Volume 7 | Issue 1 | Year 2011

Zentis, an international enterprise that specializes in fruit preparations, essentially got its start from a business miscalculation.
The story begins in 1893 in Aachen, Germany with a grocery store opened by Franz Zentis. “One of the items he sold was fresh apricots and, at one point, he realized he had purchased too many,” relates Norbert Weichele, the chief executive officer of Zentis’ North American operations (Zentis Food Solutions North America LLC).

As the overstocked item was dying on the shelf, the grocer tried to figure out what he could do. Then he remembered that his grandmother had an old recipe for making apricot jam. He used that recipe to effectively deal with the excess. “He created a jam that he sold in his store,” continues Weichele.

The product’s subsequent popularity got the grocer out of a business “jam” that could have cost him a lot of money. Rather, his resourcefulness translated into a prosperous venture. “The apricot jam he produced became very popular – so popular, in fact, that people came from all over Germany to buy the product,” says Weichele.

The tasty jam recipe involved dried apricots and sugar. Indeed Zentis named the product “Famos” – an acronym for Feinste Aprikosen-Marmelade ohne Sirup (“finest apricot jam without syrup). The branded product provided the foundation for a large, successful company. “Eventually, Franz Zentis closed his grocery store and went into retail manufacturing of jams and jellies,” says Weichele. “The company, called Zentis, became to Germany what Smucker’s became to North America. We’re one of the leading jam and jelly producers in Germany. People know the name, and they connect it with our jams and jellies, as well as with the confectionary products we sell in retail markets.”


As Weichele indicates, “Success led the company into confectionaries, including chocolates and marzipan.” That took place after World War II. The next major move occurred in the early 1960s, when Zentis began directing its fruit preparations toward the dairy industry. “At the time, the company’s then-CEO had a friend who owned a large German dairy,” says Weichele. “He believed that the mixing of our strawberry jam product with natural plain yogurt could create a new product.”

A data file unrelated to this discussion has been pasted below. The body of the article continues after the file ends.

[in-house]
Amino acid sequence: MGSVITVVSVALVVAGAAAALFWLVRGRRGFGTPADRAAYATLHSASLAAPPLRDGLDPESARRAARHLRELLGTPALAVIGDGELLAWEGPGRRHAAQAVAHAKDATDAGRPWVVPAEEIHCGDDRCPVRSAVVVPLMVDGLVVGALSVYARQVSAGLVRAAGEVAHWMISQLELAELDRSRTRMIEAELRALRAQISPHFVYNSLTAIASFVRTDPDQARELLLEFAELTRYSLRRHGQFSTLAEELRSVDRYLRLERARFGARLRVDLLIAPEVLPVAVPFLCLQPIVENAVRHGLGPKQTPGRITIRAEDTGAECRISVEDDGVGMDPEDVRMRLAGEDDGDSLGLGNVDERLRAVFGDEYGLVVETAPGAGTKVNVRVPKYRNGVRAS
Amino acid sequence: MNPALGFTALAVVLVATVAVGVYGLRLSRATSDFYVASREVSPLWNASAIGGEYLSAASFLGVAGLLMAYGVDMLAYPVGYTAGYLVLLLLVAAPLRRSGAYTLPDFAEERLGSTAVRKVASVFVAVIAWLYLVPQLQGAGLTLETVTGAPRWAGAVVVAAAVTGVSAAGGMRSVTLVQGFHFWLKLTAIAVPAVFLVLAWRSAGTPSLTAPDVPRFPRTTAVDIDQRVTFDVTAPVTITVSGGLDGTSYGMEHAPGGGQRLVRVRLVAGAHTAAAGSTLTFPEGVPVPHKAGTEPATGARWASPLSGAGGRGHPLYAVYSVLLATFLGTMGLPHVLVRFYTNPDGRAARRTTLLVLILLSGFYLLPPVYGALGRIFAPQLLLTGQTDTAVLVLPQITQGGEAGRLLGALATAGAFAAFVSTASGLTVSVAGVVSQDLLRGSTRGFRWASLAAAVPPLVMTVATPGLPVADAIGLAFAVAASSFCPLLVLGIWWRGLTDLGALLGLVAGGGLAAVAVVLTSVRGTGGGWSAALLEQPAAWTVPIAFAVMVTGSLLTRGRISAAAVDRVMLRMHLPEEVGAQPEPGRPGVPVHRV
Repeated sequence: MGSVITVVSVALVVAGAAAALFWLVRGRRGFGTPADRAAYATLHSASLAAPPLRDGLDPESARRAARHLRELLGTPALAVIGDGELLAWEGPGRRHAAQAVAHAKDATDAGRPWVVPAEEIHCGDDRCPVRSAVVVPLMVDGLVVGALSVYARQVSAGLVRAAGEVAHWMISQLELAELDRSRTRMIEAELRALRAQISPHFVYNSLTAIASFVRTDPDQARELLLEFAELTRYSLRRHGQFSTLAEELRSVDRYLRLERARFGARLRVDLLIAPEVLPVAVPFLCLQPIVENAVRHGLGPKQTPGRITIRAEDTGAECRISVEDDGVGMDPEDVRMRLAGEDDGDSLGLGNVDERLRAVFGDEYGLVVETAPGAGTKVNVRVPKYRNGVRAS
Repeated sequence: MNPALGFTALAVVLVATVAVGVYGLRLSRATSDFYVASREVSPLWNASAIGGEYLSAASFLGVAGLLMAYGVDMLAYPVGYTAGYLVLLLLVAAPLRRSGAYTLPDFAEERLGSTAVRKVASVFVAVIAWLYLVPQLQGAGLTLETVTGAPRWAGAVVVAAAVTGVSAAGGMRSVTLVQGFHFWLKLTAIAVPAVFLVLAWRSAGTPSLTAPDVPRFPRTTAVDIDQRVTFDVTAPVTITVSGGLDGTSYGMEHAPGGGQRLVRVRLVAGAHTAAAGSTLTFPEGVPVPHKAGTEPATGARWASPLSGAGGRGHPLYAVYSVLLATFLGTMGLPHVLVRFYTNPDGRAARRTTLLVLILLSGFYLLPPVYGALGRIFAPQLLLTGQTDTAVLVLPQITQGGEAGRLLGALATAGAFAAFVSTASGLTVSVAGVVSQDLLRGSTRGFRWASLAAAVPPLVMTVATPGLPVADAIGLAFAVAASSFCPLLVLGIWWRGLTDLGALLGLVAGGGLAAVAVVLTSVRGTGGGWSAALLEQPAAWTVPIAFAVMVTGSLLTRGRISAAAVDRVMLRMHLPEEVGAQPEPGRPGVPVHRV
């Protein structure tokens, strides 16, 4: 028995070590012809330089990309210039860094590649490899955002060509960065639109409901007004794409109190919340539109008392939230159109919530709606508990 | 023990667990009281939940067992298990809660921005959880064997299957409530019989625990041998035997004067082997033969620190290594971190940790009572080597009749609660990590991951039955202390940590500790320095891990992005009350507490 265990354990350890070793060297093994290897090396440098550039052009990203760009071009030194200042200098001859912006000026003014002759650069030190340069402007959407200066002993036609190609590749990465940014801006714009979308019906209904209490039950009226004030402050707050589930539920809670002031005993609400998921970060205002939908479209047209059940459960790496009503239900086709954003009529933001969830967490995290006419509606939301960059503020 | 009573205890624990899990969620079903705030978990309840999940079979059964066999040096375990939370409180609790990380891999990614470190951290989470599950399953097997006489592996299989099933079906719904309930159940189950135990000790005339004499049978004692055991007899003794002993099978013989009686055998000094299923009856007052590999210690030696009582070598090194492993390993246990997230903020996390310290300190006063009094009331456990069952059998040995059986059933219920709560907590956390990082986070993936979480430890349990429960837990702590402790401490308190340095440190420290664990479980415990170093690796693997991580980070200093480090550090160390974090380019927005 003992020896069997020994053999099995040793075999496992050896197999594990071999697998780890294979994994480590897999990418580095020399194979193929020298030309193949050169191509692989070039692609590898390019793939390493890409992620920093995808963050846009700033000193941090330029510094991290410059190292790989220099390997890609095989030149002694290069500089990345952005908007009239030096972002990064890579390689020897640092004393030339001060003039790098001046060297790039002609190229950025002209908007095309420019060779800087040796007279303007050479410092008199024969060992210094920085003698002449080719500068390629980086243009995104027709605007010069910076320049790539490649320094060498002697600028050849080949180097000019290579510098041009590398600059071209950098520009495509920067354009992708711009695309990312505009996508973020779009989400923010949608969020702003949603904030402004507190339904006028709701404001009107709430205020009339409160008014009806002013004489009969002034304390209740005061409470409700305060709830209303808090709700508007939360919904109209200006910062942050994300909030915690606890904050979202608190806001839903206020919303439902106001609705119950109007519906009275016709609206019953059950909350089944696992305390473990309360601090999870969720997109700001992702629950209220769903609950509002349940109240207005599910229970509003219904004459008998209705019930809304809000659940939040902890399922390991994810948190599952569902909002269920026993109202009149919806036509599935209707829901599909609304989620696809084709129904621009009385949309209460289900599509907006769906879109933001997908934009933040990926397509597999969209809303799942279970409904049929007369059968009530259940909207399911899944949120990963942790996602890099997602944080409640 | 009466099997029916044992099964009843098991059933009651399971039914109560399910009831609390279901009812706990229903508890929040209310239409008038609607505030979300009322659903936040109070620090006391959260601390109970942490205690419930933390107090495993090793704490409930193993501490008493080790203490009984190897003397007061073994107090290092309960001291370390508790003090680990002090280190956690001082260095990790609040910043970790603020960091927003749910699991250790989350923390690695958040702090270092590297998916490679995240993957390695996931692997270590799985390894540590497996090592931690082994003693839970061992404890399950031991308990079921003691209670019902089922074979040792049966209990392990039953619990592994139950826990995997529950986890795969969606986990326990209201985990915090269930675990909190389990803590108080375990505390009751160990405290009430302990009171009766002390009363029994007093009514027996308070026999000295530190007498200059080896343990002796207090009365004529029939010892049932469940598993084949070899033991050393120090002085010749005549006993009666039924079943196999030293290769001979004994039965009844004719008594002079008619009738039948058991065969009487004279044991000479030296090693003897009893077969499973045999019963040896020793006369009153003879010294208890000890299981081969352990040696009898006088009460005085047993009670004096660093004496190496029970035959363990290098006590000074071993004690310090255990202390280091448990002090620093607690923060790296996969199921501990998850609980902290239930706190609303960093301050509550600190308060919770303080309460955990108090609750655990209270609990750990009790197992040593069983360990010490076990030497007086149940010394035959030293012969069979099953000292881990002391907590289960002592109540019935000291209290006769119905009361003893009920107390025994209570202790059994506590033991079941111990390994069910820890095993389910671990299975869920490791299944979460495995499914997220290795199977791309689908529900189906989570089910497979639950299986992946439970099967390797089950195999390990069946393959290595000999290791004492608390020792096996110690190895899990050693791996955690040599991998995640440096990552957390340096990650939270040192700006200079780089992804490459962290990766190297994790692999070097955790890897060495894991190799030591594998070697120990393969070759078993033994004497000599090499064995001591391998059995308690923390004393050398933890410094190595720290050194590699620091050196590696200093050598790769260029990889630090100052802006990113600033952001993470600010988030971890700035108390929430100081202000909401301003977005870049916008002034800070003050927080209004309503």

That’s exactly what happened. “The partnership brought the first industrially produced fruit yogurts to the German market,” says Weichele. The Zentis company made the jams, delivered the preparations to the dairy, and then the dairy added it to their own yogurt products. This arrangement led to other business collaborations with Europe’s best-known and largest dairies. “From that initial partnership, Zentis evolved into Europe’s largest business-to-business manufacturer of fruit preparations for the dairy industry,” adds Weichele.

Success provided stimulus for product expansion. Zentis began developing innovative offerings that included fruit preparations for cereals, UHT products for perishable desserts and stable chocolate chips and chocolate-coated cereals. By the 1970s, the company added even more new products to its portfolio including breakfast jam, Aachern plum butter and Nusspli hazelnut spread.

Today, both consumers and businesses are familiar with Zentis’ products. But it was the business partnerships that supplied the company its greatest growth. The consumer portion – those much beloved fruit jams and marzipans – comprise only 25 percent of the company’s business. Now, 75 percent of Zentis’ business relates to the production of business-to-business products utilized by the dairy and bakery industries, according to Weichele. This side of the business includes the fruit preparations that flavor yogurts, cottage cheese, ice cream and many other milk-based products.


Still headquartered in Germany, Zentis supplies almost all major European dairies and boasts the largest market share for fruit preparations in yogurt and cottage cheese as well as other related desserts and bakery products.